Optional Hot-Air Balloon Ride • Optional Lives Behind Bagan’s Ancient Pagodas
You may wish to rise early this morning for an optional hot-air balloon ride, a memorable opportunity to enjoy a bird's-eye view of the sun rising over the ancient temples of Bagan. Afterwards, enjoy a Champagne toast and return to the hotel for breakfast.
Then we gain another unique perspective of Bagan by traveling by horse-drawn carriage ride through the archaeological zone. Witnessing the morning sun illuminating the ancient temples of Bagan is an unforgettable experience. We'll see Damayangyi Temple and visit Khayminga Temple for a panoramic view of our surroundings. We'll also make a diversion to a local village to see how palm sugar is made. Then we'll return to the hotel for lunch on our own. After a busy morning, enjoy time at leisure this afternoon and dinner on your own. Or, perhaps you'll join our optional tour to discover the lives Behind Bagan's Ancient Pagodas. First, we'll visit the Nanmyint Observatory Tower for a breathtaking view of Bagan's pagoda studded plains. Afterward, we'll visit a nearby village to learn more
about local life before enjoying dinner and a classical Burmese dance performance at a nearby restaurant, all included with the tour.
Breakfast2 of 2 nights MYANMAR TREASURE HOTEL
Nobody from our group had signed up for the optional balloon ride. When we went to breakfast I could see a couple fly overhead though. Since we didn't have to wait for anybody to come back from that we could start our tour 1/2 hour earlier.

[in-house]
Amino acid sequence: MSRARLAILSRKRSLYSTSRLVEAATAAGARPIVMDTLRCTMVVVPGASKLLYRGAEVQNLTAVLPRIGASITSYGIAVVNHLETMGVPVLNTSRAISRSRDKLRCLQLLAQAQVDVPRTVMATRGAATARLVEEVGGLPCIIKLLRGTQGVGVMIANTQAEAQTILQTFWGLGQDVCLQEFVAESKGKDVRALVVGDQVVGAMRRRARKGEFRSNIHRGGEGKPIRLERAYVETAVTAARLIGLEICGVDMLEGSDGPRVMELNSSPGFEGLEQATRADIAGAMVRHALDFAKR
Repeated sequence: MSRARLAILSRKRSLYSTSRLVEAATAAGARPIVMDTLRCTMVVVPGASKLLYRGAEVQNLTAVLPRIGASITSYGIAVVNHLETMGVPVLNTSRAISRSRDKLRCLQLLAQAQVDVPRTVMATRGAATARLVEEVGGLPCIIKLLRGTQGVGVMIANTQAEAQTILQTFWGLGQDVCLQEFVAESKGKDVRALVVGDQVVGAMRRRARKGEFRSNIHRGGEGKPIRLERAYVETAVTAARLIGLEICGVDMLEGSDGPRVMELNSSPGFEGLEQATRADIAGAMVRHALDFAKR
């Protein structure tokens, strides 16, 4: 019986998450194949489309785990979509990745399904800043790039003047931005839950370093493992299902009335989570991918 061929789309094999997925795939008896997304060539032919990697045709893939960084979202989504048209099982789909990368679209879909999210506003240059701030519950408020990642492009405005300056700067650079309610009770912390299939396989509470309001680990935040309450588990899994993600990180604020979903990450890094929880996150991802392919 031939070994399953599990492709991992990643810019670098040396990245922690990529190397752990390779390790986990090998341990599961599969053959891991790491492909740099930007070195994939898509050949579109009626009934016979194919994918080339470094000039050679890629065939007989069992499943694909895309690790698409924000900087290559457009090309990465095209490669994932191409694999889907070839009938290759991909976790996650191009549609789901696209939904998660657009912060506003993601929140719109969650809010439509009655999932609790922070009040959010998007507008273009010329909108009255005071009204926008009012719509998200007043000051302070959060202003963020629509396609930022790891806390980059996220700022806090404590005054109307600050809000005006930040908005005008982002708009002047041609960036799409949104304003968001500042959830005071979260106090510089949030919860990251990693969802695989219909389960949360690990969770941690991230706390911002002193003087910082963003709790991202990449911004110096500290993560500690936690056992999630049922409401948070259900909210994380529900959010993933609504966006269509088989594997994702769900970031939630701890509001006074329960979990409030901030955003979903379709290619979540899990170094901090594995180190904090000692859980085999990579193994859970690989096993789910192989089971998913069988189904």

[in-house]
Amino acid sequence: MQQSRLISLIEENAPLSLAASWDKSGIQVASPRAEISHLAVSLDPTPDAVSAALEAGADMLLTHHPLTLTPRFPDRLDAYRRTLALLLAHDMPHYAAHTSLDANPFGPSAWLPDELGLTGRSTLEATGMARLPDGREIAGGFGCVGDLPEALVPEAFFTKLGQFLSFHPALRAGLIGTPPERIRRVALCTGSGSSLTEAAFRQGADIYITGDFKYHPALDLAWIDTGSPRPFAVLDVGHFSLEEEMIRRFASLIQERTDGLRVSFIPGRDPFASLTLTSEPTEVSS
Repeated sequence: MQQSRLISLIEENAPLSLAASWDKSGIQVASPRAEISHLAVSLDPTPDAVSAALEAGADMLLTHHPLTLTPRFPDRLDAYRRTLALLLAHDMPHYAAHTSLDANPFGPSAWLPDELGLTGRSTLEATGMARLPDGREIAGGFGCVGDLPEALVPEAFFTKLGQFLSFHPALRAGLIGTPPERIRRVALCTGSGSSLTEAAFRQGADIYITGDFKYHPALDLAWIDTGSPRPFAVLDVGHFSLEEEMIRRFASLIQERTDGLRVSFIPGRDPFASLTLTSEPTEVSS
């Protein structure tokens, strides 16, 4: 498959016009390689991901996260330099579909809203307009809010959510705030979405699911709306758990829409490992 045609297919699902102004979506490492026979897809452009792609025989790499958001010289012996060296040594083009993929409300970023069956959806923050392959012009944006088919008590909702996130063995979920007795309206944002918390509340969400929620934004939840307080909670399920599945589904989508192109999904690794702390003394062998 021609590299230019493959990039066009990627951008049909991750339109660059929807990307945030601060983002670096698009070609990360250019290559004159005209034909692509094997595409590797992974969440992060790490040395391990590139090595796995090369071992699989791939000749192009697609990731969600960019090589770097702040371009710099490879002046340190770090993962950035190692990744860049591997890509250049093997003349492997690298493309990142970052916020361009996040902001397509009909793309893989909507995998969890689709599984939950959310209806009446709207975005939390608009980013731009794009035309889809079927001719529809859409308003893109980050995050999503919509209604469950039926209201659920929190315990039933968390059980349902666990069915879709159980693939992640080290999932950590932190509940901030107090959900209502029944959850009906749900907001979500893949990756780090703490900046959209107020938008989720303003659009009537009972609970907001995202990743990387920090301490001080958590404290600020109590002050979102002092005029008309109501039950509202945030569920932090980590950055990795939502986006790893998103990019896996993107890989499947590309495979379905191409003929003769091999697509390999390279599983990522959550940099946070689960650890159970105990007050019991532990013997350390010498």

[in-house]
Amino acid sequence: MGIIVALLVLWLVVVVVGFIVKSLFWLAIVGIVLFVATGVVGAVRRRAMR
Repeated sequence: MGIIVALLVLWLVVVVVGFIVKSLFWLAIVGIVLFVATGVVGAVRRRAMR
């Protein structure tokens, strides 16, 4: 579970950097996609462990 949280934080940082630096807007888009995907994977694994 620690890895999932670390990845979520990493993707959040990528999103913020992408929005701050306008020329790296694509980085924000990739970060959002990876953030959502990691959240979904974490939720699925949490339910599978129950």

Our program started with a horse-drawn carriage ride through the archaeological zone. Our guide said that they wanted us to experience another form of transportation. It was pretty unique.
Besides the usual packages of single wet-wipes for our feet after a temple visit we also got masks because it gets pretty dusty. And yes, I had to use mine a couple of times briefly.
When we had climbed in the driver had suggested for the photo-taking person to be in front (which was me). I wanted to change half way through but James said he was very happy where he was.
It was really a very nice experience and our driver spoke English quite well. He volunteered a lot of information.
All the temples and stupas originally had been clad with stucco and gold leaf. This is one of the few temples where you can see the stucco.
This is a monastery totally built with teak wood and has survived.
Here we were supposed to get out and walk around and discover for ourselves. First thing was this ox-drawn cart. We saw quite a few but before you get the camera ready the moment has gone. This has happened to me a lot of course. That's how it always goes. Some things you just have to commit to memory.
Really, it is so difficult to catch all that we experience including the smell, the sound ...
There was also a wedding couple with there photographers. The couple looked beautiful and was only too happy to let us take photos too.
Only a part of the thousands of buildings have survived. This is also an earthquake area. Some have been restored ... unfortunately not the right way and because of that "World Heritage Site Privileges" have not been given. But signs have been put up with names etc of the donors if something has been restored.
Back into the carriages and, of course, everybody took some pictures. Yes, William, there is Omi!
A selfie-style picture = over the shoulder.
As I said, our driver volunteered a lot of info. Here are the remnants of the last crop in this field. Squash. It's the dry season now. Farmers can get permission to grow crops in the fields between the historic buildings.